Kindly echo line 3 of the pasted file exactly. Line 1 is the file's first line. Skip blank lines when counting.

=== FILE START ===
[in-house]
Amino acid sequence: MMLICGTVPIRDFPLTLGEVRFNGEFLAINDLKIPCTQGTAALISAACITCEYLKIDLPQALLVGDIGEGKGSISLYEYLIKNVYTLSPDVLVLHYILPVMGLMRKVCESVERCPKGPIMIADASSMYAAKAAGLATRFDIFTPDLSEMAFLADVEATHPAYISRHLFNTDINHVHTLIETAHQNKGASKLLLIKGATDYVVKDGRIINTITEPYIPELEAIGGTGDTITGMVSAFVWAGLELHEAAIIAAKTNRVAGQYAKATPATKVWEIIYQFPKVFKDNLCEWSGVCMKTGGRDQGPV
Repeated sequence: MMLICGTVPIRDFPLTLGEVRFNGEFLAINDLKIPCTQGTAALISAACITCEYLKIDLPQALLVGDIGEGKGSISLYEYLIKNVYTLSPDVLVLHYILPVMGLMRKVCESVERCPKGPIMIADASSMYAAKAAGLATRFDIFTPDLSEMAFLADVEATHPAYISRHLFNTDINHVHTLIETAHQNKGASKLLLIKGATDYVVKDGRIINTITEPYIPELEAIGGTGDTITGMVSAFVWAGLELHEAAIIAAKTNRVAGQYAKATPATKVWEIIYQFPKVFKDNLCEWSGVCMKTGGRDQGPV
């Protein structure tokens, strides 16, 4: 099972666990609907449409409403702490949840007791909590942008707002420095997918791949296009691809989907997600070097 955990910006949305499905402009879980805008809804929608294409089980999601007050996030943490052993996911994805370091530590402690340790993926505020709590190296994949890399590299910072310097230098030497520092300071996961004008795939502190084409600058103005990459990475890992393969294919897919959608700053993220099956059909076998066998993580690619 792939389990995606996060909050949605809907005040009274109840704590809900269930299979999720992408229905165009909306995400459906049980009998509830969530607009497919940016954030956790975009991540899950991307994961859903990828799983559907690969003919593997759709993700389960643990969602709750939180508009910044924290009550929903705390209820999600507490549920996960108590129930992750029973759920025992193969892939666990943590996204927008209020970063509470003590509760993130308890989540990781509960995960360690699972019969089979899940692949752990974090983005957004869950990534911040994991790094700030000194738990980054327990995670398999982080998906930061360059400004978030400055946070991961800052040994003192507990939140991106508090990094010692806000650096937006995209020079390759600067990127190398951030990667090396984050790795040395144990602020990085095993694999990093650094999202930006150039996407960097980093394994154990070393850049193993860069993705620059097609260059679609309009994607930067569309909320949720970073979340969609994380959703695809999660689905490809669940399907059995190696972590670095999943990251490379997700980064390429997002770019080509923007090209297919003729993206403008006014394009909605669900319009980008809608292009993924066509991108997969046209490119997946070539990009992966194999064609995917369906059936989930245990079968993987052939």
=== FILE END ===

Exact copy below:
Repeated sequence: MMLICGTVPIRDFPLTLGEVRFNGEFLAINDLKIPCTQGTAALISAACITCEYLKIDLPQALLVGDIGEGKGSISLYEYLIKNVYTLSPDVLVLHYILPVMGLMRKVCESVERCPKGPIMIADASSMYAAKAAGLATRFDIFTPDLSEMAFLADVEATHPAYISRHLFNTDINHVHTLIETAHQNKGASKLLLIKGATDYVVKDGRIINTITEPYIPELEAIGGTGDTITGMVSAFVWAGLELHEAAIIAAKTNRVAGQYAKATPATKVWEIIYQFPKVFKDNLCEWSGVCMKTGGRDQGPV